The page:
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Have you ever experienced swollen lips after dental work? It can be a surprising and worrisome situation. In this article, we will delve into a real-life case of a 23-year-old patient who encountered lip swelling after undergoing dental treatment. Let’s explore the details and understand what might have caused this unusual reaction.
The Patient’s Complaint and Dental History
Our department received a visit from a young female patient who was concerned about the discoloration of her teeth. She had noticed yellowish stains on her teeth since childhood, and similar discolorations were also present in her family and neighborhood. It is important to note that she had not taken tetracycline or any medication that could explain the discoloration. On examination, we observed yellowish chalky white patches and enamel pitting on all her teeth. Despite these issues, the overall tooth morphology was normal. The patient maintained good oral hygiene, and her gingival tissue was in a healthy condition. Based on the Deans fluorosis index, we diagnosed her with a moderate form of dental fluorosis.
The Treatment Plan
To address the aesthetic concerns, we proposed indirect composite veneering for the upper anterior teeth and direct composites for the lower anterior teeth. The preparation involved a reduction of 0.5-0.75 mm on the labial surfaces of the teeth. After applying a retraction cord, we took elastomeric impressions and sent them to the laboratory for further processing.
The Dental Procedure
On the next day, the patient returned for the dental procedure. We placed a cheek retractor and proceeded with acid etching on the prepared teeth surfaces. Then, a bonding agent was applied and cured. Indirect composite veneers were luted on the upper teeth (13-23), while direct composites were applied to the lower teeth.
The Unforeseen Swellings
Approximately an hour after the dental procedure, we noticed localized swellings on the patient’s upper lip. The swellings were diffuse, painless, and edematous, with the right side more prominent. They were pale, soft, and non-tender, measuring approximately 3 cm × 2 cm on the right side and 2 cm × 1 cm on the left side. Notably, there were no signs of pruritus, erosion, or ulceration.
Monitoring and Treatment
As the patient’s vital parameters were normal and there was no respiratory difficulty, we kept her under observation. We inquired again about her family history but found no relevant information. To alleviate any discomfort and manage potential allergic reactions, we prescribed prednisolone 10 mg and cetirizine 10 mg orally, once daily for 3 days. The patient remained stable throughout the observation period.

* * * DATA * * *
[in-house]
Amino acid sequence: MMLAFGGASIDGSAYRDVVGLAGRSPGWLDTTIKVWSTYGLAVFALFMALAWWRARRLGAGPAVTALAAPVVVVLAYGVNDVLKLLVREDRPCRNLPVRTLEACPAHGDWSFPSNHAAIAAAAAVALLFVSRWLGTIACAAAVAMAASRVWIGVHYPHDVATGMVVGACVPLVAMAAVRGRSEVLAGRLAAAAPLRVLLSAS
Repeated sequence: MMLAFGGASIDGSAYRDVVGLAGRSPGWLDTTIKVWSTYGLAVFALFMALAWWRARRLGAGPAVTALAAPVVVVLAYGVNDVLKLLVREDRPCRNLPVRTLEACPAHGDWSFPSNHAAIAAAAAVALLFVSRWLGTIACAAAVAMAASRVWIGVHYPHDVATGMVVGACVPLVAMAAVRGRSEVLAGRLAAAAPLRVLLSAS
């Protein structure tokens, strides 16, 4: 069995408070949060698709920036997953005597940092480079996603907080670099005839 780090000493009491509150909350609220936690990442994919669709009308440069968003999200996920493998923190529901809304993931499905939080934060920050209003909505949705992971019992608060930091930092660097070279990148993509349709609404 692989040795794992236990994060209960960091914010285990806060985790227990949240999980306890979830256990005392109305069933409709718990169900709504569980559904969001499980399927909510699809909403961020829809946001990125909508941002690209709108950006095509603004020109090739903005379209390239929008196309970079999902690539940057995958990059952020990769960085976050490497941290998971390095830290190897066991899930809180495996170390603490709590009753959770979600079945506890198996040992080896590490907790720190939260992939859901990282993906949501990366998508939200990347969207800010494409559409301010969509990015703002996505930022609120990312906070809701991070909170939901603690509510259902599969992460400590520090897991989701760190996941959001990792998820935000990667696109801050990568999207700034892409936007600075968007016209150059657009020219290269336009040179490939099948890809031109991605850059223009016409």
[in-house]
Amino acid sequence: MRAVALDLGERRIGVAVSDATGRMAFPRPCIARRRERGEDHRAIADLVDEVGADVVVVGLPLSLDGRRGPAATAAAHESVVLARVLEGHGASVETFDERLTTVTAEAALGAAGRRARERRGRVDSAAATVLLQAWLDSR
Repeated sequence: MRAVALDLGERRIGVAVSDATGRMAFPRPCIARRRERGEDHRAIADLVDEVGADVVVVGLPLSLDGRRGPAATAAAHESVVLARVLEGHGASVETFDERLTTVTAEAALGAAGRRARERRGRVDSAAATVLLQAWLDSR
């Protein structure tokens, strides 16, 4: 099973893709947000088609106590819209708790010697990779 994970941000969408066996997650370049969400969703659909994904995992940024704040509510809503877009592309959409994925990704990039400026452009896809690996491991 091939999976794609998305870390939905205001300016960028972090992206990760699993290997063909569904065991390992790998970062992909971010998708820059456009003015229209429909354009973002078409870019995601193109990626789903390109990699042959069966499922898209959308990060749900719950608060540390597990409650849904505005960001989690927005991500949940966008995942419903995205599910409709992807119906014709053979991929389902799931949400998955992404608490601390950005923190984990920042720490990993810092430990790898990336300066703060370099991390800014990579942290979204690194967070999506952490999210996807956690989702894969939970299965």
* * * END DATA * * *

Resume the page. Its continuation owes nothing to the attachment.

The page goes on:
Investigating the Cause
To determine the cause of the swelling, we conducted several investigations including complete blood tests, eosinophil count, IgE antibodies, complement levels, C1 esterase inhibitor levels, and patch tests. The patch test was performed on the volar region of the forearm using the same materials used during the dental procedure (etchant, bonding agent, and resin luting cement). Skin reactions were evaluated after 24 and 48 hours, and no positive reactions were observed. All investigations yielded negative results except for elevated absolute eosinophil count and IgE antibody levels.
Based on the criteria observed – sudden onset swelling limited to oral mucosal regions, absence of pain, pruritus, pitting, and erythema, with symptoms subsiding within 24 hours – the patient was diagnosed with acute allergic angioedema of the upper lip.
Understanding such cases and their potential causes can help both dental professionals and patients. If you experience similar symptoms, it is crucial to consult with your dentist or healthcare provider promptly. Remember, dental treatments can occasionally lead to unexpected reactions, but with proper diagnosis and treatment, these issues can be effectively managed.
For more information on dental health and treatments, visit Make You Smile.
Figure 1: Patient presenting with discolored teeth and yellowish stains.
Figure 2a and b: Lip swelling after dental procedure.
Figure 2c and d: Patch test on forearm.
Figure 2e: Application of test materials during patch test.
Figure 2f: Negative reaction observed after 24 and 48 hours.